The jury convicted Rivas of all charges. The trial court then found the enhancements true and sentenced him to state prison.

Relevant Trial Testimony

Before the trial, defense counsel moved to exclude Rivas’s prior convictions and to bifurcate the prior convictions and special allegations. The trial court granted the motion.

At trial, however, one of the homeowners testified that he stopped asking Rivas for a refund when he and his wife “came to know [Rivas’s] real name” and learned that he had been “previously arrested.” At this point, both counsel interrupted and defense counsel objected. The trial court asked if defense counsel would like an order to strike, and when defense counsel indicated he would, the court struck the last portion of the witness’s answer and instructed the jury not to consider it.

The trial court, denying a motion for non-suit noted it had previously instructed the jury that the fact Rivas had been arrested, charged with a crime, or brought to trial was not evidence of guilt, an instruction it would repeat in the final jury instructions. Thus, the trial court concluded no material prejudice had occurred.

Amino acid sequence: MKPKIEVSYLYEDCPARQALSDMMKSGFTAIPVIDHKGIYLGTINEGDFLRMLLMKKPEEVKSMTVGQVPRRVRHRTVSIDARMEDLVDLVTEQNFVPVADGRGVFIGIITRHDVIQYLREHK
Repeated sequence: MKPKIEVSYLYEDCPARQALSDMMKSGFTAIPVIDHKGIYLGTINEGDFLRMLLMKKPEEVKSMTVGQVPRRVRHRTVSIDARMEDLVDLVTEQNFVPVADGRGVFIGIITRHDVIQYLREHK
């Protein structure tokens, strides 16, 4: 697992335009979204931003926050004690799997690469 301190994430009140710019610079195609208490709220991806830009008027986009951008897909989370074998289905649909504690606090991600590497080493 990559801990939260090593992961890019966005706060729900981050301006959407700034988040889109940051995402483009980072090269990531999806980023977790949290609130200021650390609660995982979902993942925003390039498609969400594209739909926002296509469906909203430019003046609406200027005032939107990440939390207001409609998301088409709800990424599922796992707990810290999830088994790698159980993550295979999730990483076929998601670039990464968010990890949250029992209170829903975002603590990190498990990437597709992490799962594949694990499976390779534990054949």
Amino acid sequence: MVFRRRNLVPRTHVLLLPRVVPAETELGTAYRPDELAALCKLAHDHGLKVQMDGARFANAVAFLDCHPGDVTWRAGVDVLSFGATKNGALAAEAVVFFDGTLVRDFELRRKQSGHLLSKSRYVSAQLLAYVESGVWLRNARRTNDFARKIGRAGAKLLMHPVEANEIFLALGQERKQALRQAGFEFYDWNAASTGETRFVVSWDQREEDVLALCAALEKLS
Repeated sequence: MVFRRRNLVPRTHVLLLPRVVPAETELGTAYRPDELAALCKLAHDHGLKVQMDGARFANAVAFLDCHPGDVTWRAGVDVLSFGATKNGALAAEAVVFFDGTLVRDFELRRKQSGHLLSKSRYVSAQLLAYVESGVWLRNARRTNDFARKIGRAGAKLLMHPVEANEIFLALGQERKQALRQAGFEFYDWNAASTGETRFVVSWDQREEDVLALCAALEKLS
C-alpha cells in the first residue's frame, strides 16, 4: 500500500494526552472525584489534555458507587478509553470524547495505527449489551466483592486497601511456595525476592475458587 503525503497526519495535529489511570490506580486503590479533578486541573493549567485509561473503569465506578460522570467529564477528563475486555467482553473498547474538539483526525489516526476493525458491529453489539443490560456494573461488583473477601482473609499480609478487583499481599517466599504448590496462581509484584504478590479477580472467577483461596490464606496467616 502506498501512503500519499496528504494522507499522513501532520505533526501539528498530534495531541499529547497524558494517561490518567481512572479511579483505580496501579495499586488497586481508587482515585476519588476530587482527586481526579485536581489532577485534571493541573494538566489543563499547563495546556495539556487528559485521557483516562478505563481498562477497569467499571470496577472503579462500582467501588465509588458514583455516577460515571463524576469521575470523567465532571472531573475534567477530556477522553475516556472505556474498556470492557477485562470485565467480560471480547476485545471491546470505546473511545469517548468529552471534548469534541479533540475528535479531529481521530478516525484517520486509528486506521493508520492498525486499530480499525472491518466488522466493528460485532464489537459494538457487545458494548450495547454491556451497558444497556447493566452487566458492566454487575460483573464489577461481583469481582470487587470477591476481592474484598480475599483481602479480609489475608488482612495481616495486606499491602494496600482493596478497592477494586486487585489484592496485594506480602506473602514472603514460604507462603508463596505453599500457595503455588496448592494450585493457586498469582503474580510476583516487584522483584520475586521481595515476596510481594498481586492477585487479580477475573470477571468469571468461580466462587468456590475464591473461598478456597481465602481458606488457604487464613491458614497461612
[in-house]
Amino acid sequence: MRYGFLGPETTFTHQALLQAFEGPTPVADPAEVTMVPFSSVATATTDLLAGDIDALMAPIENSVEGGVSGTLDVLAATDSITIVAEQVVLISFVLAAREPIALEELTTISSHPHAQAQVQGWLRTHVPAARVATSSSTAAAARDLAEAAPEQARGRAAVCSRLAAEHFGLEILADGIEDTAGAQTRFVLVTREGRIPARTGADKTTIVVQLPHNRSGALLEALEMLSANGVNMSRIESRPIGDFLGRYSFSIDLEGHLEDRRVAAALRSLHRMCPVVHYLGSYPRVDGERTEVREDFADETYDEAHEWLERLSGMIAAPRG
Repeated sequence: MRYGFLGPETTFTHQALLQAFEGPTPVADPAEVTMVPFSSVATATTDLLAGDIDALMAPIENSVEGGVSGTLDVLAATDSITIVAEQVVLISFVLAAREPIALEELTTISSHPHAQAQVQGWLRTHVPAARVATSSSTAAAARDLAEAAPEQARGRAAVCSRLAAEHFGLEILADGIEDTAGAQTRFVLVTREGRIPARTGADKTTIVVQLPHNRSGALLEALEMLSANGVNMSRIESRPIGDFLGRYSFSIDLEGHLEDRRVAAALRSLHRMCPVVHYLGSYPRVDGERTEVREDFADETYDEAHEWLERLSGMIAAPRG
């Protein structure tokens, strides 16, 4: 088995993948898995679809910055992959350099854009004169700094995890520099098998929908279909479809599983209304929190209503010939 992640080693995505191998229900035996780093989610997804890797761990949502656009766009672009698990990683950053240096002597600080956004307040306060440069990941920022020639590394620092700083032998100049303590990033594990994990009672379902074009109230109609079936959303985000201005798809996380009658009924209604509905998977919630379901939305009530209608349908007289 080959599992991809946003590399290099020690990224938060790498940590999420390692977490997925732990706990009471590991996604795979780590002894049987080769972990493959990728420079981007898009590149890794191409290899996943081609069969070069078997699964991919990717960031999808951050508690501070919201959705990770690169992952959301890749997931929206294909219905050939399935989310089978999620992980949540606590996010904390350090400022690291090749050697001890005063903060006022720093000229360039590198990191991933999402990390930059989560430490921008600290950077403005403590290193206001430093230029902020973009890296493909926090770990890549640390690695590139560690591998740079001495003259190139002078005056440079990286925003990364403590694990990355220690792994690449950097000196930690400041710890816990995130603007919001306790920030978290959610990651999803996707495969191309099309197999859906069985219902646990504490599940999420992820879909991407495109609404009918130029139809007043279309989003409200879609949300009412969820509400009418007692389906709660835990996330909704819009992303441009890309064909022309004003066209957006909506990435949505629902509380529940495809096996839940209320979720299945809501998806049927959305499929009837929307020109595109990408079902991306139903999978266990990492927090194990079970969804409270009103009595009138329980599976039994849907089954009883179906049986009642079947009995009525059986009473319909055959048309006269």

Rivas’s sole claim on appeal is that the prosecution witness’s fleeting reference to Rivas’s previous arrest was “extremely prejudicial” and denied him his right to a fair trial under the federal Constitution. The Court of Appeals noted that the Fourteenth Amendment to the federal Constitution prohibits states from denying any person due process of law. Where an appellant asserts evidence was erroneously admitted, this standard can only be met where there are no permissible inferences the jury may draw from the evidence and the evidence is of such quality as necessarily prevents a fair trial.